Before Britain’s Bombardment of Lagos in 1851, Lagos had been the main port for slave trading activities under the rule of Oba Kosoko. Britain fought hard to abolish the slave trade in Lagos but due to some reasons connected with Oba Kosoko, the mission was not accomplished.
In 1849, Britain appointed John Beecroft as the consul of the Bights of Benin and Biafra, whereas Lagos was in the western part of the Consulate of the Bights of Benin and Biafra, this made it possible and easier to dethrone Oba Kosoko (because he was a hindrance to the abolition of the slave trade in Lagos) and the installation of Oba Akintoye.
On January 1 1852, Oba Akitoye boarded HMS Penelope, a British ship, and together with John Beecroft and Henry William Bruce (Great Britain representatives), he signed the abolition of the slave trade treaty.
This treaty of January 1 1852 resulted in the emergence of the consulate era in Lagos whereby Lagos enjoyed military protection from Britain. However, the British later annexed Lagos as a colony in 1861.
The 1st of January, 1852 will forever remain a historical and memorable day in the history of slave trade in Nigeria.
Below is the transcription of the treaty
Commodore Henry William Bruce, Commander-in-Chief of Her Majesty’s ships and vessels on the West Coast of Africa, and John Beecroft, Esquire. Her Majesty’s Consul in the Bights of Benin and Biafra, on the part of her Majesty the Queen of England, and the King and Chiefs of Lagos and of the neighborhood, on the part of themselves and of their country, have agreed upon the following Articles and Conditions:
The export of slaves to foreign countries is for ever abolished in the territories of the King and Chiefs of Lagos; and the King and the Chiefs of Lagos; and the King and Chiefs of Lagos engage to make and to proclaim a law prohibiting any of their subjects, or any person within their jurisdiction, from selling or assisting in the sale of any slave for transportation to a foreign country; and the King and Chiefs of Lagos promise to inflict a severe punishment on any person who shall break the law.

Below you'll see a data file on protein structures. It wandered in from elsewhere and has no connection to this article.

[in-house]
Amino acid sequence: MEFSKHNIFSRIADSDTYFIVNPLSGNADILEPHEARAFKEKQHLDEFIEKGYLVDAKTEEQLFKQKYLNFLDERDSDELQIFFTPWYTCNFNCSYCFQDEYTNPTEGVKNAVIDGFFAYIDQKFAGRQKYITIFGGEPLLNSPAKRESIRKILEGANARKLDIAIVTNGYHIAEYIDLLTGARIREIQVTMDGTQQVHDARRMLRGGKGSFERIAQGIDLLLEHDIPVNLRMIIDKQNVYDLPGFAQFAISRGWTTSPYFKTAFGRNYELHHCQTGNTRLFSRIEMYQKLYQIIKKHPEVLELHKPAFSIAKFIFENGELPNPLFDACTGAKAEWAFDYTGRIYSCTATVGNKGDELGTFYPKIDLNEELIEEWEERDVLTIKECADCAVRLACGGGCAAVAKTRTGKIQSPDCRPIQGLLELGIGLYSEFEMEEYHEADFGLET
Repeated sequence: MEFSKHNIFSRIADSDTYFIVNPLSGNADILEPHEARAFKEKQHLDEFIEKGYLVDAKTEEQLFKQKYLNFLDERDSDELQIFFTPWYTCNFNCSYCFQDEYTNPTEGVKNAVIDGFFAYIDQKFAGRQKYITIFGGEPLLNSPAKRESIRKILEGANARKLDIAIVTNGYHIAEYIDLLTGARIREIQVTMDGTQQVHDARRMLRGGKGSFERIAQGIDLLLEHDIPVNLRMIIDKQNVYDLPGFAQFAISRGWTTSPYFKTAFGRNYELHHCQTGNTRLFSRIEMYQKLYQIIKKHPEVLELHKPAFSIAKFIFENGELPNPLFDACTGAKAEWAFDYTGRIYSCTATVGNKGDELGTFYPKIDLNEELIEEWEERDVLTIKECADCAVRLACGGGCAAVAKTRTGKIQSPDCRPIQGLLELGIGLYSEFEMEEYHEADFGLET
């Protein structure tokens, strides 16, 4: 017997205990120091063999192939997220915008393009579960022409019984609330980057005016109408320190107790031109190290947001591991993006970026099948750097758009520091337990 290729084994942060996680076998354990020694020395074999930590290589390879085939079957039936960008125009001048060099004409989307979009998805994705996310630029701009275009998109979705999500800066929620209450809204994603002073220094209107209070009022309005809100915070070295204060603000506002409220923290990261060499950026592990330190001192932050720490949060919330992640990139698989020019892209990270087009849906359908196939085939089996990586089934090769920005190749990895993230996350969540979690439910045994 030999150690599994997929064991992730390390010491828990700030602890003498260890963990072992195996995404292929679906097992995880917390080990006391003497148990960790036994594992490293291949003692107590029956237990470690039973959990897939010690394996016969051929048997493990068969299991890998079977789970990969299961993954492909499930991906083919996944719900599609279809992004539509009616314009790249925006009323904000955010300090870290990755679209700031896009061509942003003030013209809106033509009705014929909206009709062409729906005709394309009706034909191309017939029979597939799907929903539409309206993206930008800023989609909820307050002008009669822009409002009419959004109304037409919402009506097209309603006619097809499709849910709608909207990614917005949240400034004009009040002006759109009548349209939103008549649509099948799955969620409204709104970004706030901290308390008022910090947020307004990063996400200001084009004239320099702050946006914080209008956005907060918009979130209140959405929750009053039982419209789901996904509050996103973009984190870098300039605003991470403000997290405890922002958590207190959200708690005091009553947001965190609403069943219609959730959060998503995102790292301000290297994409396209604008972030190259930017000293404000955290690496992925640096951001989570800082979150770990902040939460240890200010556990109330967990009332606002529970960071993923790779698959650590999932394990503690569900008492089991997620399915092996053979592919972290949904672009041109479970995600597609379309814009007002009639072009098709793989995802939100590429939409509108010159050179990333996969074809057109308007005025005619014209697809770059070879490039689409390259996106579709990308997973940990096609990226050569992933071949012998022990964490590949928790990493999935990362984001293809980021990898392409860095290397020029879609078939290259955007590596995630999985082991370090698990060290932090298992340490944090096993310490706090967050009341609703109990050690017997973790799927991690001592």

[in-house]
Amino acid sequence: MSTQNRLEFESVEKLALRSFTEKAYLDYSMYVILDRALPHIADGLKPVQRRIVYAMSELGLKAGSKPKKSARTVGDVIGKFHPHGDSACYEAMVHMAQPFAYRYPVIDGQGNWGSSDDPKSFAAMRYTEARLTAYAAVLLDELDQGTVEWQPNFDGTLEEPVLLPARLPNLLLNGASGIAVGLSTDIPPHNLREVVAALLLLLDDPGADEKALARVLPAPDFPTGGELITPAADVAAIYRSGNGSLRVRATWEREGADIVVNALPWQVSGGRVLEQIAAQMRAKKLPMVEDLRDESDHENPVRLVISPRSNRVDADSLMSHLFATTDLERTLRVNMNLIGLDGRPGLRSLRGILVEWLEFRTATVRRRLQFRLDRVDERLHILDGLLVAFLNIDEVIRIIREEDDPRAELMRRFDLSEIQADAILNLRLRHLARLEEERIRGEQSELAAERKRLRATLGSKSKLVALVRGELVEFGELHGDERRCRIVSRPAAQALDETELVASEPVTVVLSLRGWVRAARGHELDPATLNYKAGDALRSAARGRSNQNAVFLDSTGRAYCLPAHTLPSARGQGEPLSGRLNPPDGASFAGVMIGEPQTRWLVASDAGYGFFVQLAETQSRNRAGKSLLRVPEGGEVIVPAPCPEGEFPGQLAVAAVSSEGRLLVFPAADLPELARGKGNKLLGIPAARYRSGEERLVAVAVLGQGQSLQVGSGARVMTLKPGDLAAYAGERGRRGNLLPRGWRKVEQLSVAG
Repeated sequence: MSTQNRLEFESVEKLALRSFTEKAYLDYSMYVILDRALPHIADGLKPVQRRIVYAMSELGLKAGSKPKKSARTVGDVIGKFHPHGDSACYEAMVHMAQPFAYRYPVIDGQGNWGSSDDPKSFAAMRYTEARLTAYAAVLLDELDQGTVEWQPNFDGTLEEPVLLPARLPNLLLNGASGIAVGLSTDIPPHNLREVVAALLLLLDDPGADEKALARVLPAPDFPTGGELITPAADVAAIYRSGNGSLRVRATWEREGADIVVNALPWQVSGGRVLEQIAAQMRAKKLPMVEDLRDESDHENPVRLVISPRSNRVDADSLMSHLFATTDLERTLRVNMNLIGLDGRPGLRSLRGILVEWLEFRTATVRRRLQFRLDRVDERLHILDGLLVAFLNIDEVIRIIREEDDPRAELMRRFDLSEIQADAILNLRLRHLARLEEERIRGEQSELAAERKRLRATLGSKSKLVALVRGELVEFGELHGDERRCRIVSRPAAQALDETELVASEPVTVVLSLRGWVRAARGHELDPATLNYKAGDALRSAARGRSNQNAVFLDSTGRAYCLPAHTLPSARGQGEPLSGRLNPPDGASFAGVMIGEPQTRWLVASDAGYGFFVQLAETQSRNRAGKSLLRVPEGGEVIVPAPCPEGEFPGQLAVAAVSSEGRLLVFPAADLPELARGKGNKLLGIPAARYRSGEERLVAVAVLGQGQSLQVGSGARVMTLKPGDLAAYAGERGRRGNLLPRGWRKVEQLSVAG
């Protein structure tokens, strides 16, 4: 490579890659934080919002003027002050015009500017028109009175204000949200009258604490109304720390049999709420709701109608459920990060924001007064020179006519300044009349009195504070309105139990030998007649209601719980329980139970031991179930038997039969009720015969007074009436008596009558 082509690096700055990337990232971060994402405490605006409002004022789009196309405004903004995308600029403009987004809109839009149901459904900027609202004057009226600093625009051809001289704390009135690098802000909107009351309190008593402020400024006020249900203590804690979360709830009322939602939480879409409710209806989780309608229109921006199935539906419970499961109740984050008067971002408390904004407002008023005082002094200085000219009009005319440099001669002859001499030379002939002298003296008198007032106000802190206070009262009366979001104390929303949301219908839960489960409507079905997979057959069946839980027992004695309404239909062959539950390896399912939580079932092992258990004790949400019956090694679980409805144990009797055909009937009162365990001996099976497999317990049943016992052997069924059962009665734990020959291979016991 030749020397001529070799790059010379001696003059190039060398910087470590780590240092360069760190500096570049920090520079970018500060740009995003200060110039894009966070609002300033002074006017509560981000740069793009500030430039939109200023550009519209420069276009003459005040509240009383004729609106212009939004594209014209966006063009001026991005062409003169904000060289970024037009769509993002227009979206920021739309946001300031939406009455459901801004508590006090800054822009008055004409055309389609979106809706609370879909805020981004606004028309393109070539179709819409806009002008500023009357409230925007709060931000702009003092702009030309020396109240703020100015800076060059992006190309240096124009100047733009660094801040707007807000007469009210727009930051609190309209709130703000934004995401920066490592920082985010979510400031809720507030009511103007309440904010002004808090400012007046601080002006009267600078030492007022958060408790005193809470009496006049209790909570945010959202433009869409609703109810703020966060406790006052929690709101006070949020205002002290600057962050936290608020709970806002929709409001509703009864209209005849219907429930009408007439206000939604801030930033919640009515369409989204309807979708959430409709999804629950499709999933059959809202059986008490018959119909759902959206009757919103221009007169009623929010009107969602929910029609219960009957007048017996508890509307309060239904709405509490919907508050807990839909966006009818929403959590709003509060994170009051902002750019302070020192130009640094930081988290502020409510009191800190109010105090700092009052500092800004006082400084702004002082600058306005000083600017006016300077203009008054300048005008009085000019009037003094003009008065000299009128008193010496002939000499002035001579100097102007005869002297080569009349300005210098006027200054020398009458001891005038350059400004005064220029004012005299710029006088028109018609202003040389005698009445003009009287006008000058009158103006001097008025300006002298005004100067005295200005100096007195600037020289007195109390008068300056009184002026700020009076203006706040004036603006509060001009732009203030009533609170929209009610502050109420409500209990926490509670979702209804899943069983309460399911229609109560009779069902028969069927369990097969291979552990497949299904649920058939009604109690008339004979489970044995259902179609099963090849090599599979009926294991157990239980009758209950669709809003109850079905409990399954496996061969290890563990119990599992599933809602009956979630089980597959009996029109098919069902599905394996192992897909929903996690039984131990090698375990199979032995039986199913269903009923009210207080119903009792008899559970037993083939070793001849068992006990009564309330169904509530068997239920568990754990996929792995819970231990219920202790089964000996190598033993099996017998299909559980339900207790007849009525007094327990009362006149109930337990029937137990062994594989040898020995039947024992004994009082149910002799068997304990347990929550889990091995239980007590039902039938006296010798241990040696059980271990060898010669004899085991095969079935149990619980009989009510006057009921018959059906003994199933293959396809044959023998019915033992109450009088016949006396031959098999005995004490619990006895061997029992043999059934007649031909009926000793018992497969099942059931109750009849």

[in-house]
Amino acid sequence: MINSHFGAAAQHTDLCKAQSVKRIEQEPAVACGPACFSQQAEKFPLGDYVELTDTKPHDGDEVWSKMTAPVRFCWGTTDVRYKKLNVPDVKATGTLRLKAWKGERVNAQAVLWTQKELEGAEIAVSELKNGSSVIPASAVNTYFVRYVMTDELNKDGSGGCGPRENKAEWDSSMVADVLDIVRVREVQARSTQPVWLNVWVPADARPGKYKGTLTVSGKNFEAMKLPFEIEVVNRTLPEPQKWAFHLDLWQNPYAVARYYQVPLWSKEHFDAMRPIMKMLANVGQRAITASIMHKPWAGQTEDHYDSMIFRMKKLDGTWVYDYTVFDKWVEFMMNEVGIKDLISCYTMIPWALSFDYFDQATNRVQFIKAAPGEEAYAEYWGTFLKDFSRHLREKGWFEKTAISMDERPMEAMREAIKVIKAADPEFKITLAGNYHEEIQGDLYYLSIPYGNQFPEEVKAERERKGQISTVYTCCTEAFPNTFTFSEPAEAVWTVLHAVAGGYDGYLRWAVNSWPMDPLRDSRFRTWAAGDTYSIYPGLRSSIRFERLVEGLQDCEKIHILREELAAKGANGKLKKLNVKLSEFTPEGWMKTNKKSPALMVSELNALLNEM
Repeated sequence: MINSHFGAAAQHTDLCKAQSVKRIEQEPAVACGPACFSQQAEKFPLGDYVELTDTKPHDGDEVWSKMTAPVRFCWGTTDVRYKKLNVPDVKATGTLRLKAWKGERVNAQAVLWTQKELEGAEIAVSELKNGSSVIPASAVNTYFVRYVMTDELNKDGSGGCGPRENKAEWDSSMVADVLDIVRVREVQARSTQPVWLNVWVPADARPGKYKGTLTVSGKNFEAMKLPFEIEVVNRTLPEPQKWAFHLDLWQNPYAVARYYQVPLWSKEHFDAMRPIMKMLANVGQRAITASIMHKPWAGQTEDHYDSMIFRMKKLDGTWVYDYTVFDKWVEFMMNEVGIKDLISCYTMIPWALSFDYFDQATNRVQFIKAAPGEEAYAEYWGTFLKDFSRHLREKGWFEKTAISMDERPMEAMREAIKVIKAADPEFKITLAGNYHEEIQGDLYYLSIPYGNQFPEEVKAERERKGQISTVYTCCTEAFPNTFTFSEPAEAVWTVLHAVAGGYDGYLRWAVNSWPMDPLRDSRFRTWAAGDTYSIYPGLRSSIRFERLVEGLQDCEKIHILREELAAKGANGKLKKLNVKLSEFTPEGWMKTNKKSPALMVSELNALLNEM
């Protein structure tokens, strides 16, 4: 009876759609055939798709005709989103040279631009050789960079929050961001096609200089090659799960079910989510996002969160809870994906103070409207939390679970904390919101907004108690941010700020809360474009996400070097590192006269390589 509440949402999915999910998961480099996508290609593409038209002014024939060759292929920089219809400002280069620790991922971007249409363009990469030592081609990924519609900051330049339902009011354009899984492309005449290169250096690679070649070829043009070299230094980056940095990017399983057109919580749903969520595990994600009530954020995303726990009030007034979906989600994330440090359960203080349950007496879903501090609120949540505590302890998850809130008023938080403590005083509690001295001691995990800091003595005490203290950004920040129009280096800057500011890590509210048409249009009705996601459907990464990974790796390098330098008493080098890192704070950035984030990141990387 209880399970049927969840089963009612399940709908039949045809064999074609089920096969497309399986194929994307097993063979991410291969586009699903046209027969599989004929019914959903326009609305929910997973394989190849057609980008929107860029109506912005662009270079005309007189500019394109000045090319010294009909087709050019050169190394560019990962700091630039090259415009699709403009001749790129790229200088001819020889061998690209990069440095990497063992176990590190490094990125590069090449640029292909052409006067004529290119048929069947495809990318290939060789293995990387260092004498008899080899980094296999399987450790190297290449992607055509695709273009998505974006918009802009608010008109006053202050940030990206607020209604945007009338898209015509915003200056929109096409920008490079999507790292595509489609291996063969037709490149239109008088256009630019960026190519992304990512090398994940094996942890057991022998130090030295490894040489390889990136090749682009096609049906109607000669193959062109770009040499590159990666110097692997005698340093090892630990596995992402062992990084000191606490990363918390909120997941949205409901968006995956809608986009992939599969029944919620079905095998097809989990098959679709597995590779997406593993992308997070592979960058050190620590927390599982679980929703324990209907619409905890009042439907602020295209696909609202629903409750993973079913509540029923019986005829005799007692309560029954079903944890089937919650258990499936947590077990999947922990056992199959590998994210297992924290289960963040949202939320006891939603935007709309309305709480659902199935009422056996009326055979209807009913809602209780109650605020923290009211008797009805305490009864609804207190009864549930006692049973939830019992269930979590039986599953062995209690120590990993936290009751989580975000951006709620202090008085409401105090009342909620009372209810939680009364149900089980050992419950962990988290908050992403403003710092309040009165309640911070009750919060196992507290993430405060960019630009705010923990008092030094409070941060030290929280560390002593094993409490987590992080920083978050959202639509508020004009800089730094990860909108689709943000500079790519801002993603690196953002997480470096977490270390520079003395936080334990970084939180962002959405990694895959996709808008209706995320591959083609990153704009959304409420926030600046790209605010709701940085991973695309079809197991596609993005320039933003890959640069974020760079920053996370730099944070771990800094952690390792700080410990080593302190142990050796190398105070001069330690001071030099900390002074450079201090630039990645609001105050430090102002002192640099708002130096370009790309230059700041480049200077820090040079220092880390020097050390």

No European or other person whatever shall be permitted to reside within the territory of the King and Chiefs of Lagos for the purpose of carrying on in any way the traffic in Slaves; and ho houses, or stores, or buildings of any kind whatever shall be erected for the purpose of Slave Trade within the territory of the King and Chiefs of Lagos; and if any such houses, stores, or buildings shall at any future time be erected, and the King and Chiefs of Lagos shall fail or be unable to destroy them, they may be destroyed by any British officers employed for the suppression of the Slave Trade.
If at any time it shall appear that the Slave Trade has been carried on through or from the territory of the King and Chiefs of Lagos, the Slave Trade may be put down by Great Britain by force upon that territory, and British officers may seize the boats of Lagos found anywhere carrying on the Slave Trade; and the King and Chiefs of Lagos will be subject to a severe act of displeasure on the part of the King and Queen of England.